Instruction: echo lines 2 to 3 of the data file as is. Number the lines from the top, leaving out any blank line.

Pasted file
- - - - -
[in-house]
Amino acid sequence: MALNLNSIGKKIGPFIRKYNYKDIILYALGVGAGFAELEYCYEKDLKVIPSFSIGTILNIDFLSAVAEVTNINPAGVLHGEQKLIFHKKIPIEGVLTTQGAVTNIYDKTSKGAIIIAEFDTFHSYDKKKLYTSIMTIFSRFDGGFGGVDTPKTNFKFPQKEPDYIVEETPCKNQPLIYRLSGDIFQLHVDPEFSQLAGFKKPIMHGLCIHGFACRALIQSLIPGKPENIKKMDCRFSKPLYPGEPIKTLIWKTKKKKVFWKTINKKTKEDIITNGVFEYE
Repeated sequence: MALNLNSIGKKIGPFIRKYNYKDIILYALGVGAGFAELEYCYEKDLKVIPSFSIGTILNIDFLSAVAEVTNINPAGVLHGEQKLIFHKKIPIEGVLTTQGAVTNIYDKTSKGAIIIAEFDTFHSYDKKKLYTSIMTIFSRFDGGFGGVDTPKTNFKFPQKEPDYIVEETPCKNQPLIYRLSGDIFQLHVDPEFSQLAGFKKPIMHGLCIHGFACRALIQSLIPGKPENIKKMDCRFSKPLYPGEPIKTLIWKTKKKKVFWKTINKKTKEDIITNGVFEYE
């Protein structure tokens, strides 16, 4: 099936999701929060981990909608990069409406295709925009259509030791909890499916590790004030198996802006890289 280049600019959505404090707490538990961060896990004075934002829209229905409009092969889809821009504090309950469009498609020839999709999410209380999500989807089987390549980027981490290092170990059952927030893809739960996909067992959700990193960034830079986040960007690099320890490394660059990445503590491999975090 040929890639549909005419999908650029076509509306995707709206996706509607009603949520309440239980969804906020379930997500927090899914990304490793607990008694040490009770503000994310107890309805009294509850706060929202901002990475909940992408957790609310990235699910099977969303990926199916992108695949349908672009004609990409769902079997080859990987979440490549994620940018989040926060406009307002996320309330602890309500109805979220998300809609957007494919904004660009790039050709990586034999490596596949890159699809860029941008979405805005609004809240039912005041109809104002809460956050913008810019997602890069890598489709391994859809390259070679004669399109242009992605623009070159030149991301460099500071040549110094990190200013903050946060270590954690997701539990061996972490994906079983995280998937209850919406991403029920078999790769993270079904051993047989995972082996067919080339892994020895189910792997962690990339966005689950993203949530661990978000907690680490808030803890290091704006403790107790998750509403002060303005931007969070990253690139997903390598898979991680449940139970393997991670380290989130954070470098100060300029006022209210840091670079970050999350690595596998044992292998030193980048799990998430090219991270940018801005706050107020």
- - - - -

Amino acid sequence: MALNLNSIGKKIGPFIRKYNYKDIILYALGVGAGFAELEYCYEKDLKVIPSFSIGTILNIDFLSAVAEVTNINPAGVLHGEQKLIFHKKIPIEGVLTTQGAVTNIYDKTSKGAIIIAEFDTFHSYDKKKLYTSIMTIFSRFDGGFGGVDTPKTNFKFPQKEPDYIVEETPCKNQPLIYRLSGDIFQLHVDPEFSQLAGFKKPIMHGLCIHGFACRALIQSLIPGKPENIKKMDCRFSKPLYPGEPIKTLIWKTKKKKVFWKTINKKTKEDIITNGVFEYE
Repeated sequence: MALNLNSIGKKIGPFIRKYNYKDIILYALGVGAGFAELEYCYEKDLKVIPSFSIGTILNIDFLSAVAEVTNINPAGVLHGEQKLIFHKKIPIEGVLTTQGAVTNIYDKTSKGAIIIAEFDTFHSYDKKKLYTSIMTIFSRFDGGFGGVDTPKTNFKFPQKEPDYIVEETPCKNQPLIYRLSGDIFQLHVDPEFSQLAGFKKPIMHGLCIHGFACRALIQSLIPGKPENIKKMDCRFSKPLYPGEPIKTLIWKTKKKKVFWKTINKKTKEDIITNGVFEYE